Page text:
Synchronize object data with a version control system
Version Control Synchronization
This package contains code that helps with handling synchronization of persistent content with a version control system.
This can be useful in software that needs to be able to work offline. The web application runs on a user’s laptop that may be away from an internet connection. When connected again, the user syncs with a version control server, receiving updates that may have been made by others, and committing their own changes.
Another advantage is that the version control system always contains a history of how content developed over time. The version-control based content can also be used for other purposes independent of the application.
While this package has been written with other version control systems in mind, it has only been developed to work with SVN so far. Examples below are all given with SVN.
The synchronization sequence is as follows:
- save persistent state (IState) to svn checkout (ICheckout) on the same machine as the Zope application.
- svn up. Subversion merges in changed made by others users that were checked into the svn server.
- Any svn conflicts are automatically resolved.
- reload changes in svn checkout into persistent Python objects
- svn commit.
This is all happening in a single step. It can happen over and over again in a reasonably safe manner, as after the synchronization has concluded, the state of the persistent objects and that of the local SVN checkout will always be in sync.
During synchronisation, the system tries to take care only to synchronize those objects and files that have changed. That is, in step 1) only applies those objects that have been modified, added or removed will have an effect on the checkout. In step 4) only those files that have been changed, added or removed on the filesystem due to the up action will change the persistent object state.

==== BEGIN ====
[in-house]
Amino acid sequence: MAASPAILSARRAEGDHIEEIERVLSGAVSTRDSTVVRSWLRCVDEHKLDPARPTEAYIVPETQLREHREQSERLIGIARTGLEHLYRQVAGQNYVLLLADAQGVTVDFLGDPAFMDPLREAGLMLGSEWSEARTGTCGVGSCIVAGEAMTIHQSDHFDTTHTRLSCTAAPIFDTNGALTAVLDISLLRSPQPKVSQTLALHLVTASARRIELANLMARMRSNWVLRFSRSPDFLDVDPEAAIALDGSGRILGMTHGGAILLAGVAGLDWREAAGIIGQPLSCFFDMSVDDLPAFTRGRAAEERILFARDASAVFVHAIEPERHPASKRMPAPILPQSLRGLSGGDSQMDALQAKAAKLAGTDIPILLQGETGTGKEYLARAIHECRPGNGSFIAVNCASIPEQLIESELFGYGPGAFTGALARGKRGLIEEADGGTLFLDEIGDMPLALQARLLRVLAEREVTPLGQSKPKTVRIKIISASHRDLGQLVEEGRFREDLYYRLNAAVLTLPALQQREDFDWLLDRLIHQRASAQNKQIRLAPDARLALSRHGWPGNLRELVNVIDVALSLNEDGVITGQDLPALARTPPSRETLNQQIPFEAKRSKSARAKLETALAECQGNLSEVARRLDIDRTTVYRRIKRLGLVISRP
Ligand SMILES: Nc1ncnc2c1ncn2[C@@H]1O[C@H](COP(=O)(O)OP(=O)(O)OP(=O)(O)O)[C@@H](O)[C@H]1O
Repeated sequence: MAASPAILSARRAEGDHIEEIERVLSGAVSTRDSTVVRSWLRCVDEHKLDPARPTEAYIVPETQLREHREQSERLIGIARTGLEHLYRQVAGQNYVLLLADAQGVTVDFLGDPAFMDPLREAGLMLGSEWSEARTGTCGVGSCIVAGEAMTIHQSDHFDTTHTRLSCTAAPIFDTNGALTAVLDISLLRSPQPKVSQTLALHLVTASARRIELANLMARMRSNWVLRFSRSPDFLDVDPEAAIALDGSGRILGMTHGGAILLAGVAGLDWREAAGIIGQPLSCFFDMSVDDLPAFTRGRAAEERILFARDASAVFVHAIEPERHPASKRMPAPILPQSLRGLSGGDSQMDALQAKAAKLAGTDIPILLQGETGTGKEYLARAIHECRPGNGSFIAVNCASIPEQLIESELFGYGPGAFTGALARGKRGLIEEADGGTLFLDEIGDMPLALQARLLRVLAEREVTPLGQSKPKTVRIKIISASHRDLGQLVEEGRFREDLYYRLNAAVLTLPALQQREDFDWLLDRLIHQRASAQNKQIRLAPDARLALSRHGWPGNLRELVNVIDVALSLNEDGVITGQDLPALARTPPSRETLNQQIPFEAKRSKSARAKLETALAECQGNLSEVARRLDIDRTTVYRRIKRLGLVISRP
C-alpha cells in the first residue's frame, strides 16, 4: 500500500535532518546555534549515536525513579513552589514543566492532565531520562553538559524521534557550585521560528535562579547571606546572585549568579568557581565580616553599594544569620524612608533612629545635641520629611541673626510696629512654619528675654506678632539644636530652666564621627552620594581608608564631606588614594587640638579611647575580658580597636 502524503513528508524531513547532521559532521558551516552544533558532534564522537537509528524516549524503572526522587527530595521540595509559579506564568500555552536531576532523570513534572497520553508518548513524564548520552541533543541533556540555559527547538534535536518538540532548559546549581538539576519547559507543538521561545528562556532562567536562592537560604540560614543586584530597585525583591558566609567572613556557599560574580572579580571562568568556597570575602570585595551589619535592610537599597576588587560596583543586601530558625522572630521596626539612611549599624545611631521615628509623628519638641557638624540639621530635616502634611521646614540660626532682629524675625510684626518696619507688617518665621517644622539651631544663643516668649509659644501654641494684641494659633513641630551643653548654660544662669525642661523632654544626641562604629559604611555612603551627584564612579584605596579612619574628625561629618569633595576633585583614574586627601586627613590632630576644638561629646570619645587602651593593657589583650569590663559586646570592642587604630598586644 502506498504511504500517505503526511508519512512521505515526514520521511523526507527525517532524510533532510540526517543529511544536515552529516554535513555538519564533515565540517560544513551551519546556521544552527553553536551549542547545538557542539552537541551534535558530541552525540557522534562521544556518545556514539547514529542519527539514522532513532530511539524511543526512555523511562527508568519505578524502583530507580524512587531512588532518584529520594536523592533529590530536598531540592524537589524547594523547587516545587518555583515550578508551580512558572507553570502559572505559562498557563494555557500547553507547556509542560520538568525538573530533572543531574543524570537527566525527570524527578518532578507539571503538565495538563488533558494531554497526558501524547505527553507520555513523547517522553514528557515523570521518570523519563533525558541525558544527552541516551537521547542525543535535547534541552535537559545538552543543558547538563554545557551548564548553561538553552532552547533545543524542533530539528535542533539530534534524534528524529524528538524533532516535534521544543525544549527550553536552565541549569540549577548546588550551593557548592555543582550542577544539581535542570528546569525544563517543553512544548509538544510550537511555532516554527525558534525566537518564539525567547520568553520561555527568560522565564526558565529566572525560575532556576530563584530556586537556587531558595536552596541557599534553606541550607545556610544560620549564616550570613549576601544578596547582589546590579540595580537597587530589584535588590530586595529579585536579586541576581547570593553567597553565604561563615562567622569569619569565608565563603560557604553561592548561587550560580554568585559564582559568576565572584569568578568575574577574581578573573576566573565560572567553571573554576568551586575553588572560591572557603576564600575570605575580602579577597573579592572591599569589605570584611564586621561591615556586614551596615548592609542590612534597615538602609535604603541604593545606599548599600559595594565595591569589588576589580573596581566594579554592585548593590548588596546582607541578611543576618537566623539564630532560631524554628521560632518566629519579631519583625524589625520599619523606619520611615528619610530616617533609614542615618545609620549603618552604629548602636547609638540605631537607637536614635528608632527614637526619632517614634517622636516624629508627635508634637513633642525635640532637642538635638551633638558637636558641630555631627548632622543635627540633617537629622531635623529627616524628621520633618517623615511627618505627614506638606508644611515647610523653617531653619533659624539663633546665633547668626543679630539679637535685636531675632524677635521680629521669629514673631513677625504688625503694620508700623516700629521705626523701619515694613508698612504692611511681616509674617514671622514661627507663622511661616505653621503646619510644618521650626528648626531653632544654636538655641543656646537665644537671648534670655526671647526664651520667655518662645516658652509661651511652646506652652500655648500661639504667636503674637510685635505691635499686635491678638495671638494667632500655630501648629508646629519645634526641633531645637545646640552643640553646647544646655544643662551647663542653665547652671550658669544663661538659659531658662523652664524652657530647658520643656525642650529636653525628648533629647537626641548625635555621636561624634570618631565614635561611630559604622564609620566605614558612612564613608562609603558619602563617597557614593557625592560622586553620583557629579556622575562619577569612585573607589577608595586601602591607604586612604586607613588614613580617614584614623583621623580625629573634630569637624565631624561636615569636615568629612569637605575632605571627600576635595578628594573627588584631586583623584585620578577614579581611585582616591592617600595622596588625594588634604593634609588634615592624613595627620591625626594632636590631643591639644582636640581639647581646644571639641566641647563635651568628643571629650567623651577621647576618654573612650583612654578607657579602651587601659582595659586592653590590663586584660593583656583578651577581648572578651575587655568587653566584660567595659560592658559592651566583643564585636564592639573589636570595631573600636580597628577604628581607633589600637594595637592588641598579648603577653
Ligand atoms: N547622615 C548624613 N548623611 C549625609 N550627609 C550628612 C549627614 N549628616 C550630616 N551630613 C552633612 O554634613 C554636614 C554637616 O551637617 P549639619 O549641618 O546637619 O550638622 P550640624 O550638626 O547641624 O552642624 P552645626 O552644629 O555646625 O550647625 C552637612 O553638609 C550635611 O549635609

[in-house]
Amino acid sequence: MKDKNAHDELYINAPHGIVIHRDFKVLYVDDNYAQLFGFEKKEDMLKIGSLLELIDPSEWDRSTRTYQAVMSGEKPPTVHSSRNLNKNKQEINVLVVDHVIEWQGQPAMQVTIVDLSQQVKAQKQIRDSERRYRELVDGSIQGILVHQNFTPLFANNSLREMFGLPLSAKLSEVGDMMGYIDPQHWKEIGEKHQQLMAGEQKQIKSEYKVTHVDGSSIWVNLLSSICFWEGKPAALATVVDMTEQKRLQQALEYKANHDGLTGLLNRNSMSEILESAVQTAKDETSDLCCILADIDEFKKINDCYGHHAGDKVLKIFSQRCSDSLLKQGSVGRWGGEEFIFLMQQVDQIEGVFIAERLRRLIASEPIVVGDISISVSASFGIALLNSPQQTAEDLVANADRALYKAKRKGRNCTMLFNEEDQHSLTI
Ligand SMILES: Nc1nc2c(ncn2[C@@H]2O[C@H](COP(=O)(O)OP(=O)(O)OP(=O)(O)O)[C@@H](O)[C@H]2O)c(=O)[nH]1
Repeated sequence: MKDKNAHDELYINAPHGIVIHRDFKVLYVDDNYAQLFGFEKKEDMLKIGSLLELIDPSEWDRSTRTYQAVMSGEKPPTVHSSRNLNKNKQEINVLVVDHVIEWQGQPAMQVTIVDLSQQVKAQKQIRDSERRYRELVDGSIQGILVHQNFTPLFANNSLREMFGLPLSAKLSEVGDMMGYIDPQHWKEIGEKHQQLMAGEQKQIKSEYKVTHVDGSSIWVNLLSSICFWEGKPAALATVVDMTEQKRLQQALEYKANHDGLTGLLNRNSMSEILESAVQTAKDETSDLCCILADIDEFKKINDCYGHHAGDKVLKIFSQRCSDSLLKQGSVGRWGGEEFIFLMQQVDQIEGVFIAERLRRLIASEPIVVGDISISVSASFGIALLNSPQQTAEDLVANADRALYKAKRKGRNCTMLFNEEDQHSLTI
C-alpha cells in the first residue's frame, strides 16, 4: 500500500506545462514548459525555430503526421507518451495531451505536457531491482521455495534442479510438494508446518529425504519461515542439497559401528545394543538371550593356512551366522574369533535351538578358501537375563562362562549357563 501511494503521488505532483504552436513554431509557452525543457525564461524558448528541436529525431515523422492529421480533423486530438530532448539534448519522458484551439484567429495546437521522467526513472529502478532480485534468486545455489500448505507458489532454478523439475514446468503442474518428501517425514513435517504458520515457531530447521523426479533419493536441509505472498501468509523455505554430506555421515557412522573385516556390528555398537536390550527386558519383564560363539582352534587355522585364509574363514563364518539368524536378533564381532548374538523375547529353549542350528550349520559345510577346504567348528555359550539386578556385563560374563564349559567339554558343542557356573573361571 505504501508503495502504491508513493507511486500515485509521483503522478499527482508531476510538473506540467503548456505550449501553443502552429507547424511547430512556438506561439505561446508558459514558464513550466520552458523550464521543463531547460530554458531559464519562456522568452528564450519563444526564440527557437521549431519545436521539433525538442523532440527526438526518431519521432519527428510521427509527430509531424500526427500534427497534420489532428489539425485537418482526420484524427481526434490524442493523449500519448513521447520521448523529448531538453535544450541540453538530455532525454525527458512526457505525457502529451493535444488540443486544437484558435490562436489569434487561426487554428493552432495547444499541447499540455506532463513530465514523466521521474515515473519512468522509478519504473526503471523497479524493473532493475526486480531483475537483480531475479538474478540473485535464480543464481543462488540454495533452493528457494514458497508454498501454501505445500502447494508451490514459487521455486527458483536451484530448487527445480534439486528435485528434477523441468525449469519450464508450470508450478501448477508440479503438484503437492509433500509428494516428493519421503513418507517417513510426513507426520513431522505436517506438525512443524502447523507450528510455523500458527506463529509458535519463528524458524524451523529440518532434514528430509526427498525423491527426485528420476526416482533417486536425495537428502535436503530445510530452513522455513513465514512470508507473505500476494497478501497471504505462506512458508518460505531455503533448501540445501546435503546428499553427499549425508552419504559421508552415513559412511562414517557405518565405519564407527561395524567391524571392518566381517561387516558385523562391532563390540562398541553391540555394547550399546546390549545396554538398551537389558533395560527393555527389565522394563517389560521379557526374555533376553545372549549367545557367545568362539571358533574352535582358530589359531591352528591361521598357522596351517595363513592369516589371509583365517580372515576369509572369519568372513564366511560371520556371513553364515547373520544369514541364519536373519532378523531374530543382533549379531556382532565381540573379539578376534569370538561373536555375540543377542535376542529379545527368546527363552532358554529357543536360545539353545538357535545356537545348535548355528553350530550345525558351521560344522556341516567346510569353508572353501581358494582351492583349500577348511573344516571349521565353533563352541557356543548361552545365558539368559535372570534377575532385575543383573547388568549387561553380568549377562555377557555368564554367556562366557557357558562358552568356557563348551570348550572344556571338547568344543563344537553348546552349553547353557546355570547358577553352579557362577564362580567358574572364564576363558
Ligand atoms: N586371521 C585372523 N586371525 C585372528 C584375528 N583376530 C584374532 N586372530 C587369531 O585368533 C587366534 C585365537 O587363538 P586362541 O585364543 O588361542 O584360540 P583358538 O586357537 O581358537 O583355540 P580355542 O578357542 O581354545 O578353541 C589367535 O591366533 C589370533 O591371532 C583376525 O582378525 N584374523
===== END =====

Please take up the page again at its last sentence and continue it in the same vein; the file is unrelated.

Content to synchronize is represented by an object that provides IState. A state represents a container object, which should contain a data object (a container that contains the actual data to be synchronized) and a found object (a container that contains objects that would otherwise be lost during conflict resolution).
The following methods need to be implemented:
- get_revision_nr(): return the last revision number that the
application was synchronized with. The state typically stores this the application object.
set_revision_nr(nr): store the last revision number that the application was synchronized with.
objects(revision_nr): any object that has been modified (or added) since the synchronization for revision_nr. Returning ‘too many’ objects (objects that weren’t modified) is safe, though less efficient as they will then be re-exported.
Typically in your application this would be implemented by doing a catalog search, so that they can be looked up quickly.
removed(revision_nr): any path that has had an object removed from it since revision_nr. It is safe to return paths that have been removed and have since been replaced by a different object with the same name. It is also safe to return ‘too many’ paths, though less efficient as the objects in these paths may be re-exported unnecessarily.
Typically in your application you would maintain a list of removed objects by hooking into IObjectMovedEvent and IObjectRemovedEvent and recording the paths of all objects that were moved or removed. After an export it is safe to purge this list.